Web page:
Tuesday, 22 June 2010

Ingleborough, Yorkshire Dales

Ingleborough  GJC_IMG_5598

The profile of Ingleborough is best observed from Chapel le Dale and the limestone pavements are worth a look in their own right as a separate walk. This view is a little out of sequence as I drove here after climbing the mountain.

Bridge  GJC_IMG_5467

I chose the ascent that seemed to have most variety from the sleepy village of Clapham. The walk started in what seemed to be a private estate for which their was a small entrance fee and headed towards Ingleborough cave. It did seem a bit unusual to buy a ticket for a walk from a car parking machine. There were a few good moments however with views occasionally through the trees to a lake.

Reflection  GJC_IMG_5472

The above picture is just to check if you are awake and the picture below made use of the light on the trees.

Light and water  GJC_IMG_5474

Lake  GJC_IMG_5473

The walk continued to gain height on this forest trail until the exit of the paid area was reached at the top of the estate.

Gate to the mountain  GJC_IMG_5477

Gorge  GJC_IMG_5488

It was nice to get out to experience a variety of walking terrain over the next section past the cave, a short clamber up a short gorge....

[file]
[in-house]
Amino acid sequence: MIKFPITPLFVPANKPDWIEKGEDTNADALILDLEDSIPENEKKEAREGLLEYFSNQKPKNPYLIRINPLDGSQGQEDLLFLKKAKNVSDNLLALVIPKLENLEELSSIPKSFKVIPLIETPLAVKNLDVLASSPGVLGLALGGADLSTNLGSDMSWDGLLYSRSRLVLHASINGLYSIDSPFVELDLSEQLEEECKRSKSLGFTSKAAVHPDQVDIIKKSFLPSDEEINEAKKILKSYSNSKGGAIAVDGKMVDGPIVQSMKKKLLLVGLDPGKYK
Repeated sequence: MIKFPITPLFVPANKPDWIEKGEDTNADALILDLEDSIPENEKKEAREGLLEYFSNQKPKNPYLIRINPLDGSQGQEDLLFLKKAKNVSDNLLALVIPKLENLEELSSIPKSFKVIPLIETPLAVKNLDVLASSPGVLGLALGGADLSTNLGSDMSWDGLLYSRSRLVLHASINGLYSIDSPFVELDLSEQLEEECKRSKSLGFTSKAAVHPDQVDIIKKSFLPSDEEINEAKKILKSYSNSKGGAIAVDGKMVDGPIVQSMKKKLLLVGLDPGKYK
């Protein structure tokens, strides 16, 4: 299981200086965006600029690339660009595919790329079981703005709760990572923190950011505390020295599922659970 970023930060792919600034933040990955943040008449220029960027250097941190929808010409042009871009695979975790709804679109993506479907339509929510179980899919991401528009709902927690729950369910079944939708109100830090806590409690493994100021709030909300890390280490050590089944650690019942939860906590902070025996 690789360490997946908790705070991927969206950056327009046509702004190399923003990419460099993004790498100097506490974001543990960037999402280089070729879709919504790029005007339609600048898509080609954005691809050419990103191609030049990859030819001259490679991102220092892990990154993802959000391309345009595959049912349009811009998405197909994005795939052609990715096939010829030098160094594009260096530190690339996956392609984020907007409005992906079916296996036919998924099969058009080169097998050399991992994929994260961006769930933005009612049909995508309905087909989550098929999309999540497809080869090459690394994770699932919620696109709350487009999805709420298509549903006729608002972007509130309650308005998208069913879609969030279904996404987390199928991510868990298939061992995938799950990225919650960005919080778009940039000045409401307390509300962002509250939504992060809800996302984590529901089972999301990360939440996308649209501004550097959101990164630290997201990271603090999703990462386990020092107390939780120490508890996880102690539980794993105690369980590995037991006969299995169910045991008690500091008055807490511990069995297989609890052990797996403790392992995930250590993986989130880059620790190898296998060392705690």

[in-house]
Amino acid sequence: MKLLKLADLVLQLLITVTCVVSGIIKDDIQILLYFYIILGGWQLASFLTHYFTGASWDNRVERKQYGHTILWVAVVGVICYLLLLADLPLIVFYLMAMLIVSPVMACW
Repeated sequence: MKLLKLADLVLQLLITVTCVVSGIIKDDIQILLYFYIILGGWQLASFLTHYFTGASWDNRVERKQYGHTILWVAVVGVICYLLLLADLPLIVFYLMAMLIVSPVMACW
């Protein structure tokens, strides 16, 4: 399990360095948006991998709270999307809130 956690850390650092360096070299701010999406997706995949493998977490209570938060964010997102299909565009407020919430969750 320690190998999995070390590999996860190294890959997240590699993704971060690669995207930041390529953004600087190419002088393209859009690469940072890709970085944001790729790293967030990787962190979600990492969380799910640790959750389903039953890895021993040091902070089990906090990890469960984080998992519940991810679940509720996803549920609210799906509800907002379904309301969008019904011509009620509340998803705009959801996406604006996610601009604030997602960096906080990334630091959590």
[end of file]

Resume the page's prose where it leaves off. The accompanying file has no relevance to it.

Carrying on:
Stile  GJC_IMG_5491
.... and eventually out on to the open mountain. The main summit above is on the right hand side of the photograph.

Summit  GJC_IMG_5519

When I reached the summit about 30 minutes later, i experimented with a few shots.......

Lunch stop  GJC_IMG_5526

.....before settling down for lunch.
(I don't often photograph myself so ..... you'll have to think a lot of it.)
How animated can one get ?!...startled by the noise of the mountain rescue helicopter to come and take me away !!.... or just mezzzzmorised that i've seen another hillwalker in the Yorkshire Dales. Anyway, i would give a good recommendation for a takeaway sandwich from Clapham post office/ general store.

Ribblehead Viaduct  GJC_IMG_5584

The Ribblehead viaduct on the Carlisle to Settle railway line is seen to the north.

Cairn  GJC_IMG_5538

Time to retrace the steps for part of the journey as the temperature was quite cold. Amazingly, I came across a large party of walkers who seemed to have difficulty descending the other side of this hill.

Tree  GJC_IMG_5569

My variation on the way back down was via the tedious and straight" Long lane" which was broken up with the occasional tree interest...

Tunnel  GJC_IMG_5577

... and a few unusual architectural features !!

This seemed to take my mind of the scariest part of the whole week...

Hole  GJC_IMG_5497

....which was the enticement or trap of looking down Gaping gill. There is a small fence around the top of the slopes surrounding it, but it is possible to explore further via steps and a path for a closer look without a safety fence. The temptation is here for a better photo of the water dropping into the cavern, but if you opt not to read the nearby notice board , you won't know that this cavern can accommodate the volume of .....York Minster !!